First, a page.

DVP Updated DACA Resources
For immigration advocates, one of the most consequential issues that will likely be decided by the presidential election is the future of Deferred Action for Childhood Arrivals, or DACA. On June 18, 2020, the Supreme Court held in DHS v. Regents of the University of California that the manner in which the Trump administration had attempted to end DACA was not lawful. The decision provided a reprieve for those with DACA but left open the possibility that the executive branch could cancel DACA, but it would have to do so in a way that complies with the Administrative Procedures Act, leaving the fate of DACA in the hands of the executive branch. For more information on what has happened after the Supreme Court decision, see CLINIC’s Digest on DACA Developments.
In anticipation of the possibility that DACA could end, CLINIC has updated resources on permanent forms of relief for which DACA recipients may be eligible. Most recently, we updated our practice advisory titled Motions to Reopen for DACA Recipients With Removal Orders. DHS allowed individuals seeking DACA to apply even if they had a removal order. DACA recipients who were previously ordered removed are most vulnerable to being detained and removed quickly from the United States if DACA actually ends in the future. This practice advisory provides detailed information on the different types of removal orders and how the practitioner should approach each type of removal order in a motion to reopen. We also provide a sample motion to reopen with equitable tolling arguments. While this practice advisory focuses on DACA recipients, it is also an excellent general overview of the legal requirements for motions to reopen.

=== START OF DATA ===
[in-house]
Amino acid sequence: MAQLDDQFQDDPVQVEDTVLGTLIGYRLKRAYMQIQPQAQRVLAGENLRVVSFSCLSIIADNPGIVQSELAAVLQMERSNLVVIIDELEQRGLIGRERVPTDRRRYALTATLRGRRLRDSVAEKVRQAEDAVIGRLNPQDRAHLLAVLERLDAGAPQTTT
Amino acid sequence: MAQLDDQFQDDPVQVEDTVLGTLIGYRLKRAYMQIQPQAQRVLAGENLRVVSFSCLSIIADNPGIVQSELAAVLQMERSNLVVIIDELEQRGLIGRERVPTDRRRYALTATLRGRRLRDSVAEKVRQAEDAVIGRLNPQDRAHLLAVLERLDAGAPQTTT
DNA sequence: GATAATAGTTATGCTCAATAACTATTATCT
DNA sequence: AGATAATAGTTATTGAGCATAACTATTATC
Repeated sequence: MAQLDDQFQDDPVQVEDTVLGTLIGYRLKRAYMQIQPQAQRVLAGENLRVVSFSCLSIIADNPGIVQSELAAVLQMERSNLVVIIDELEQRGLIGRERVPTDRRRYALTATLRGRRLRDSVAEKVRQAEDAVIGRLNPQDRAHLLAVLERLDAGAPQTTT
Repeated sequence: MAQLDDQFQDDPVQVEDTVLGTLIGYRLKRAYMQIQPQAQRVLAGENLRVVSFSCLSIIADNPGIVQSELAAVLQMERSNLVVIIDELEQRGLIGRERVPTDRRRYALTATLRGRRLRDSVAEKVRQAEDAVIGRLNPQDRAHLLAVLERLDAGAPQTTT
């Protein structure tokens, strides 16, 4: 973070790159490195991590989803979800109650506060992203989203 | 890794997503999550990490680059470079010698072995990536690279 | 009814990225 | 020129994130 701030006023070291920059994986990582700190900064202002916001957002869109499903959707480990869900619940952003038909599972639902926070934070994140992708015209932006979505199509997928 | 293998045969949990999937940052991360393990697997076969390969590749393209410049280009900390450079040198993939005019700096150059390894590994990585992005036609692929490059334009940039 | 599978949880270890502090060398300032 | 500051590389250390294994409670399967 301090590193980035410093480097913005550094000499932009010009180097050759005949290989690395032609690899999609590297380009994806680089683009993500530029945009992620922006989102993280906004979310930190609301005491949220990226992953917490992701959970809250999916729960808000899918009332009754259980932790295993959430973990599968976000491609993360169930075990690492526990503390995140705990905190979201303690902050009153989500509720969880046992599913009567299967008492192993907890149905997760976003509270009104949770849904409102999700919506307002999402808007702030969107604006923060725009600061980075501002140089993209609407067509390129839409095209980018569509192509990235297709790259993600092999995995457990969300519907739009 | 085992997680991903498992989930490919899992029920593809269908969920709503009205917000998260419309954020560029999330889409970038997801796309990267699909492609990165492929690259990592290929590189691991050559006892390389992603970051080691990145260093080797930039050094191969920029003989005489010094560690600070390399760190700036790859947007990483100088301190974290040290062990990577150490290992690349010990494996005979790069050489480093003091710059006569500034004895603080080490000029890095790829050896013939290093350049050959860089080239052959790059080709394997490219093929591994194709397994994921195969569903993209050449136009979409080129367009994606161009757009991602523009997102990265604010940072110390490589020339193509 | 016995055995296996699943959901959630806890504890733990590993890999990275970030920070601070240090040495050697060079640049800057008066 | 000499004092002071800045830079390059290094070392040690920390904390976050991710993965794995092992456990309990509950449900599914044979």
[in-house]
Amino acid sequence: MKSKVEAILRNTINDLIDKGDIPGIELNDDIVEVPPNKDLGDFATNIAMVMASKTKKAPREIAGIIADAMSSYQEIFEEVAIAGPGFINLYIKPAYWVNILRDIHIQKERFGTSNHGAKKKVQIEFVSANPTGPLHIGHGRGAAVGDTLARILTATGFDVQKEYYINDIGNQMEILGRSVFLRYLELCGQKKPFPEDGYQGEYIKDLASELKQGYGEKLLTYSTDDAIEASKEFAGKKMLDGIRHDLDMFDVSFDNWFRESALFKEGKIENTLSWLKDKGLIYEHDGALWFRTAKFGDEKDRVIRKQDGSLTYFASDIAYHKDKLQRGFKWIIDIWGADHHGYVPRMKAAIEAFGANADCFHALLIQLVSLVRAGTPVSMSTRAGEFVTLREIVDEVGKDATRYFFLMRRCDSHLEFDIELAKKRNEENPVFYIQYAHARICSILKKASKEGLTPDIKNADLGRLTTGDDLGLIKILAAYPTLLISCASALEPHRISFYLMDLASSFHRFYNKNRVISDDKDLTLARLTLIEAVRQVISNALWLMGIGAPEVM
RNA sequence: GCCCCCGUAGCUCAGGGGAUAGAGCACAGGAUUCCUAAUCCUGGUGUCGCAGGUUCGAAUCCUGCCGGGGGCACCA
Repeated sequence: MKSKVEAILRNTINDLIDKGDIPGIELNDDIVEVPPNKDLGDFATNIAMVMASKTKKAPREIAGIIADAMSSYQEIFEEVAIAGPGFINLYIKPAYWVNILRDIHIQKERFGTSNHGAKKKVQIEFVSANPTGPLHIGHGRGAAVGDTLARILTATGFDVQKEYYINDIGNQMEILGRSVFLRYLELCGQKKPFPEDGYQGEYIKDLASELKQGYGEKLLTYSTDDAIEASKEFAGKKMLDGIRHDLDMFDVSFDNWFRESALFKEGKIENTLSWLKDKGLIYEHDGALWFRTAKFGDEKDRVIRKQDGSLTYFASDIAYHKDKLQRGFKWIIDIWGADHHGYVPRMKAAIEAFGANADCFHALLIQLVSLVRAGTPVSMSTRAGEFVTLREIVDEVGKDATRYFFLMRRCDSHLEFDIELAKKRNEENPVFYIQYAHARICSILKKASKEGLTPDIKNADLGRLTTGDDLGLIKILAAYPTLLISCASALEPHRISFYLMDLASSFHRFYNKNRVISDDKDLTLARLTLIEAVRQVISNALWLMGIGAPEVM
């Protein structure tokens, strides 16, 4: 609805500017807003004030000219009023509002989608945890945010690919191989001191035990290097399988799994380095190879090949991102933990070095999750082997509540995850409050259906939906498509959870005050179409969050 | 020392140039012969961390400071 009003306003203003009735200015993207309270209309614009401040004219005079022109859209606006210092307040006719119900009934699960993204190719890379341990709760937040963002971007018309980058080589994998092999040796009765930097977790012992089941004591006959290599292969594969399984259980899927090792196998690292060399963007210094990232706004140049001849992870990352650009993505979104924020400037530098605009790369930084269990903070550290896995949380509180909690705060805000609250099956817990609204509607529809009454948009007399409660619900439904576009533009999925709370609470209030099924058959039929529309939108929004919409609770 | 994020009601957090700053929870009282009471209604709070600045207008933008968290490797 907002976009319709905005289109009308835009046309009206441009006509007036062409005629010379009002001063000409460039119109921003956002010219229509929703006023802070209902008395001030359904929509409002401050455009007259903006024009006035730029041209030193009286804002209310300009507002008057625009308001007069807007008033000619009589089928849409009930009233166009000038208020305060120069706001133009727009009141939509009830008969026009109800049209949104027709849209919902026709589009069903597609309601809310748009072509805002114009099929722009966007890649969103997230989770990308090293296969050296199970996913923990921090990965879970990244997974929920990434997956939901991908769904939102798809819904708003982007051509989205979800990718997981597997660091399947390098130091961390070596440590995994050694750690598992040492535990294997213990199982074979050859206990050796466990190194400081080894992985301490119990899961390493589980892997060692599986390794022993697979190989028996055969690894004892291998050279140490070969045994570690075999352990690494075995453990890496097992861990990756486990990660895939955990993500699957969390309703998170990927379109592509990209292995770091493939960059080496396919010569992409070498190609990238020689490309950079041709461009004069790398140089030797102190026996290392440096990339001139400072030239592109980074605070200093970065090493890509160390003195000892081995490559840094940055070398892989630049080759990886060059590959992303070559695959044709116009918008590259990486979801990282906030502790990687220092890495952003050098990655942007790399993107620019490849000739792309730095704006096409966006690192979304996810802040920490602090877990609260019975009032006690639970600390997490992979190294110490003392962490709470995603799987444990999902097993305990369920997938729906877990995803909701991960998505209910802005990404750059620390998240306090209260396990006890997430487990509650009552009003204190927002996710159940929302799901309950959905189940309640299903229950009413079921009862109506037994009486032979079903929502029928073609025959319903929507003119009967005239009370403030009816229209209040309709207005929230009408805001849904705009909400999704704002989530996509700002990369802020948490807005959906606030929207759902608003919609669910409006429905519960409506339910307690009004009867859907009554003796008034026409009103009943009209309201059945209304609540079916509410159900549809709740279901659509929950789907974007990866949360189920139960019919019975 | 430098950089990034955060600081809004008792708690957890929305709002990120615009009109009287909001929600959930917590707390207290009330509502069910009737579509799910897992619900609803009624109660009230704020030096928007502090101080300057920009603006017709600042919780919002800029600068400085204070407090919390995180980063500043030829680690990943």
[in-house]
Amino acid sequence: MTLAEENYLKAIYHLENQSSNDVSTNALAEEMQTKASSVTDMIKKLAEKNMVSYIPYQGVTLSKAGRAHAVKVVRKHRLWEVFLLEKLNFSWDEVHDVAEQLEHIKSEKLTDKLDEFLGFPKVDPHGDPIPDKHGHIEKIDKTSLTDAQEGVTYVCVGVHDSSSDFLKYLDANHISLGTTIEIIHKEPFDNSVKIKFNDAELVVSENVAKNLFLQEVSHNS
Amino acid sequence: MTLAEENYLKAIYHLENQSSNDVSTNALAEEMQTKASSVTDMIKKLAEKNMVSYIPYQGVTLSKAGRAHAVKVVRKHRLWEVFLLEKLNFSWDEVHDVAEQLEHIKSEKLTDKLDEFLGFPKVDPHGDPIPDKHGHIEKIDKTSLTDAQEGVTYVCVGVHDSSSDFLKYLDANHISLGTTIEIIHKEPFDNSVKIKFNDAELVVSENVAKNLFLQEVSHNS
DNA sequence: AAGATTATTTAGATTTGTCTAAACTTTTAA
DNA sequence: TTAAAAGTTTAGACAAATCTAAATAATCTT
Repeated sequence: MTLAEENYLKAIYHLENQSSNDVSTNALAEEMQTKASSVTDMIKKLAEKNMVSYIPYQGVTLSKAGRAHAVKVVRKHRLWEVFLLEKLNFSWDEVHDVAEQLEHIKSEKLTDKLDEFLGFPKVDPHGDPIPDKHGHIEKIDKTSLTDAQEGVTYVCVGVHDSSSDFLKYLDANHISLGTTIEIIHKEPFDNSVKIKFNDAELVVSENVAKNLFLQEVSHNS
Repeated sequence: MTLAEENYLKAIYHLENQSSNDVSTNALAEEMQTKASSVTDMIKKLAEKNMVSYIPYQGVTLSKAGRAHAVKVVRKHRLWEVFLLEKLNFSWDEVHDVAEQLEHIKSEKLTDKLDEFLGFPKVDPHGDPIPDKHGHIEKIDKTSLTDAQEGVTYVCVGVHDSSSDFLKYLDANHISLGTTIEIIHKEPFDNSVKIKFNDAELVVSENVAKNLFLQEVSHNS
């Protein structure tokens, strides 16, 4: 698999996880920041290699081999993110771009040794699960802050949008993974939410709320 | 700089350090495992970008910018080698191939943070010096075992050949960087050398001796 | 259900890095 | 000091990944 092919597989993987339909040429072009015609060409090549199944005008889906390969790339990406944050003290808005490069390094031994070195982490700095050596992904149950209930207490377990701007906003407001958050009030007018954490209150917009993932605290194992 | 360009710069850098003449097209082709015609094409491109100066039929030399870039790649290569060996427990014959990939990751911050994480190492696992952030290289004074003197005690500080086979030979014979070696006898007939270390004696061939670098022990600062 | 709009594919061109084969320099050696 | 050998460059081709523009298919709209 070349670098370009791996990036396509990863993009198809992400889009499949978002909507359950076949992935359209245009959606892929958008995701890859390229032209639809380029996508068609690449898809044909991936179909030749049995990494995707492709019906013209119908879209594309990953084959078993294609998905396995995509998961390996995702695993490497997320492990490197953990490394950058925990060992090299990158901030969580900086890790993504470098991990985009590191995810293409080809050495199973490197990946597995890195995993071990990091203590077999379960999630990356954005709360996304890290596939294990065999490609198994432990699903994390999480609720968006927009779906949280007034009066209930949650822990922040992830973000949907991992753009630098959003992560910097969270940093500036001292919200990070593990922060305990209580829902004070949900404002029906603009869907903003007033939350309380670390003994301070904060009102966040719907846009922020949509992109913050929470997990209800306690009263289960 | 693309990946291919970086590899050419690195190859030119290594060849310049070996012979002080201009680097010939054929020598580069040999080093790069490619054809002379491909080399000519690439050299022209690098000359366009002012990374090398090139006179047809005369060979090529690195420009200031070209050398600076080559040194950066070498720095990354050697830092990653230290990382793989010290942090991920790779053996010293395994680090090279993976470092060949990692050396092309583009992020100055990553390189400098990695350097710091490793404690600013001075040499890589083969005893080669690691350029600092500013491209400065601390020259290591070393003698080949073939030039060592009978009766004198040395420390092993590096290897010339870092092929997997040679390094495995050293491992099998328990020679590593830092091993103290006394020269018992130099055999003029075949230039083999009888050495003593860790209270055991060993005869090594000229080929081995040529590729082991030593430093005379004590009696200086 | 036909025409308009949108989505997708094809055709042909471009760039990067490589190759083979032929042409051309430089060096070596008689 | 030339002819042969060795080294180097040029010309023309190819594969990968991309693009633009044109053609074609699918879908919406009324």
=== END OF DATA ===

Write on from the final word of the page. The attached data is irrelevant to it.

CLINIC has also updated asylum-related resources for DACA recipients, including a practice advisory titled, Overcoming the Asylum One-Year Filing Deadline for DACA Recipients and another titled, LGBTI DACA Recipients and Options for Relief under Asylum Law. Please watch our website for the soon-to-be-released update to our fourth practice advisory in this series titled, Non-Lawful Permanent Resident Cancellation of Removal Under INA § 240A(b) for DACA Recipients.